BiographyThroughout his career, which spanned less than 20 years, Toulouse-Lautrec created 737 canvases, 275 watercolors, 363 prints and posters, 5,084 drawings, some ceramic and stained glass work, and an unknown number of lost works. Toulouse-Lautrec is known along with Cezanne, Van Gogh, and Gaugin as one of the greatest painters of the Post-Impressionist period. His debt to the Impressionists, in particular the more figurative painters Manet and Degas, is apparent. In the works of Toulouse-Lautrec can be seen many parallels to Manet's bored barmaid at A Bar at the Folies-Bergere and the behind-the-scenes ballet dancers of Degas. He excelled at capturing people in their working environment, with the colour and the movement of the gaudy night-life present, but the glamour stripped away. He was masterly at capturing crowd scenes in which the figures are highly individualised. At the time that they were painted, the individual figures in his larger paintings could be identified by silhouette alone, and the names of many of these characters have been recorded. His treatment of his subject matter, whether as portraits, scenes of Parisian night-life, or intimate studies, has been described as both sympathetic and dispassionate.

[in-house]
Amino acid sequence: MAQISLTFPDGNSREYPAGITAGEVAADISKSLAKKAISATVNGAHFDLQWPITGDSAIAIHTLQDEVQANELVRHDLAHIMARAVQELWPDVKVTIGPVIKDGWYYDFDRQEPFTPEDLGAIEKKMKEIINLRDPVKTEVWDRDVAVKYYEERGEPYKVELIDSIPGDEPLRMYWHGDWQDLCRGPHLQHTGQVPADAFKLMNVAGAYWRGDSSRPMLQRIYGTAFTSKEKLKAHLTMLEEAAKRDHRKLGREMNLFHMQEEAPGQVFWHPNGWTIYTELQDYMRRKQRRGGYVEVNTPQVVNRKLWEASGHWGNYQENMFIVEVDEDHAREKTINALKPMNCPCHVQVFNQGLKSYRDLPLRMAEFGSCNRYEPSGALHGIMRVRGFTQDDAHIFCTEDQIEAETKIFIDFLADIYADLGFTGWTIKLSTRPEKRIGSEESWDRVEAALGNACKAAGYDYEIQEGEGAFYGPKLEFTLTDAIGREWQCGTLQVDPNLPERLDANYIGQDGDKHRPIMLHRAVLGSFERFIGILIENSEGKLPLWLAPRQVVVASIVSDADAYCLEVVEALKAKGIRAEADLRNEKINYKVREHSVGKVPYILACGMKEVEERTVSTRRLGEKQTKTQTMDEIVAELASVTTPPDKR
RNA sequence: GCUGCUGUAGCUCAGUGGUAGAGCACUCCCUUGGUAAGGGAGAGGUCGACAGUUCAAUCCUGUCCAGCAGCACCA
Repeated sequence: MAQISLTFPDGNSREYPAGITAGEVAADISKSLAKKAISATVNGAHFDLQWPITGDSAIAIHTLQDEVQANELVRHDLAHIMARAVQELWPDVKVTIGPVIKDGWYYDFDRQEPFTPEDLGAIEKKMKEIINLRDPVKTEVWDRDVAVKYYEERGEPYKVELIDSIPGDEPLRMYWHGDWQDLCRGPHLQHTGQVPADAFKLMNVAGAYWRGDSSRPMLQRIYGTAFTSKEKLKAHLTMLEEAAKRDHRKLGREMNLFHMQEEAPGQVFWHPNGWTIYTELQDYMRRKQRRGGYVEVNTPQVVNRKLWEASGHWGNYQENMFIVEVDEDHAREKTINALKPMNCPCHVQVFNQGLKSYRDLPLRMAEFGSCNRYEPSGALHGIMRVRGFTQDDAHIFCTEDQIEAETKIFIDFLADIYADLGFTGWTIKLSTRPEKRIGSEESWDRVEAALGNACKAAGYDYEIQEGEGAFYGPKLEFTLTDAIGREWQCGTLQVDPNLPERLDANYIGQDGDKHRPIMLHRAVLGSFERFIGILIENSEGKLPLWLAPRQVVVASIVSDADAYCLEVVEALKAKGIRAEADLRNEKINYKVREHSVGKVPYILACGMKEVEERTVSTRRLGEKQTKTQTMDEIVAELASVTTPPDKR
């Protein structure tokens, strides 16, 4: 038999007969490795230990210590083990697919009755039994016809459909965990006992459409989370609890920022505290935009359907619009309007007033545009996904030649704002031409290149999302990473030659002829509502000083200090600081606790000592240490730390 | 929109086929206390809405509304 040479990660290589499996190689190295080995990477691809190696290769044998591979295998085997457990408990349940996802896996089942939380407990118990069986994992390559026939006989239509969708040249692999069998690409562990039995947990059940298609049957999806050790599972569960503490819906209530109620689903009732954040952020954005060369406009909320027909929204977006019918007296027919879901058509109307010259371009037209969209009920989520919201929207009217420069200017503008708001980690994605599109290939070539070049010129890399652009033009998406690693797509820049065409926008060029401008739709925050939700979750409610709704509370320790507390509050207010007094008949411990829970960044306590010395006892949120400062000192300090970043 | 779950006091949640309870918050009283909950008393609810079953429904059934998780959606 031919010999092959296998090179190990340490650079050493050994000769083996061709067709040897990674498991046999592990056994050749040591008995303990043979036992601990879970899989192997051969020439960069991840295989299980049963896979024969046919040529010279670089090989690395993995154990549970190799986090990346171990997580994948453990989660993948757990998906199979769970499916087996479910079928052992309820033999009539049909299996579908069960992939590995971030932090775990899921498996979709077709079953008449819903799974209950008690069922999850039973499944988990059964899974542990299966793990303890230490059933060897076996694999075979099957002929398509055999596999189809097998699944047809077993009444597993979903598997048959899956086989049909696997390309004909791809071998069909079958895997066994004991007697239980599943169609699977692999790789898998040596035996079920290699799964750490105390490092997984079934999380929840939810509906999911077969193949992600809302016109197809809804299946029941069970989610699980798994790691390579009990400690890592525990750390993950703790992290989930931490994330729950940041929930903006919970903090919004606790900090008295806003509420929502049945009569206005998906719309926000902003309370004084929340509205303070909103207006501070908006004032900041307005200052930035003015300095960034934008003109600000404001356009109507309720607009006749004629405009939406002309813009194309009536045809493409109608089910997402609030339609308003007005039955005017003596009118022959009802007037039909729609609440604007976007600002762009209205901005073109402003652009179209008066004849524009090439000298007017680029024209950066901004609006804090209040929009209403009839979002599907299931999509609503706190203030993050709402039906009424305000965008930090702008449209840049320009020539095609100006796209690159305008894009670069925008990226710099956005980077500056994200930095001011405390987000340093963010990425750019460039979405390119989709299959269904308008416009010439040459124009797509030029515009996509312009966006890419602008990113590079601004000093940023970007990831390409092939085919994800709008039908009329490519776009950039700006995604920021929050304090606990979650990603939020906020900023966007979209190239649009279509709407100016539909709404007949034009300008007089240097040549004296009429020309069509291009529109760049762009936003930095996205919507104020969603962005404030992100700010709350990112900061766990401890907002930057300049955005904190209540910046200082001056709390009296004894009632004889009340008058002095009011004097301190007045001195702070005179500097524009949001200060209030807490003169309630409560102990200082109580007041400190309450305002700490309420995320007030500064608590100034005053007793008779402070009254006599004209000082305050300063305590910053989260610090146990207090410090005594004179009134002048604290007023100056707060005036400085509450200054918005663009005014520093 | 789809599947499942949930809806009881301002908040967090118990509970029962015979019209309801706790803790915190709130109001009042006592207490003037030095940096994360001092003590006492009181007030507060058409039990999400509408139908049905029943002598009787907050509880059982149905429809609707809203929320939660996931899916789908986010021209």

Toulous-Lautrec's skilled depiction of people relied on his painterly style which is highly linear and gives great emphasis to contour. He often applied the paint in long, thin brushstrokes which often leave much of the board on which they are painted showing through. Many of his works may best be described as drawings in coloured paint.
After Toulouse-Lautrec's death, his mother, the Comtesse Adele Toulouse-Lautrec, and Maurice Joyant, his art dealer, promoted his art. His mother contributed funds for a museum to be built in Albi, his birthplace, to house his works. As of 2005, his paintings had sold for as much as US$14.5 million.
Source of Biography
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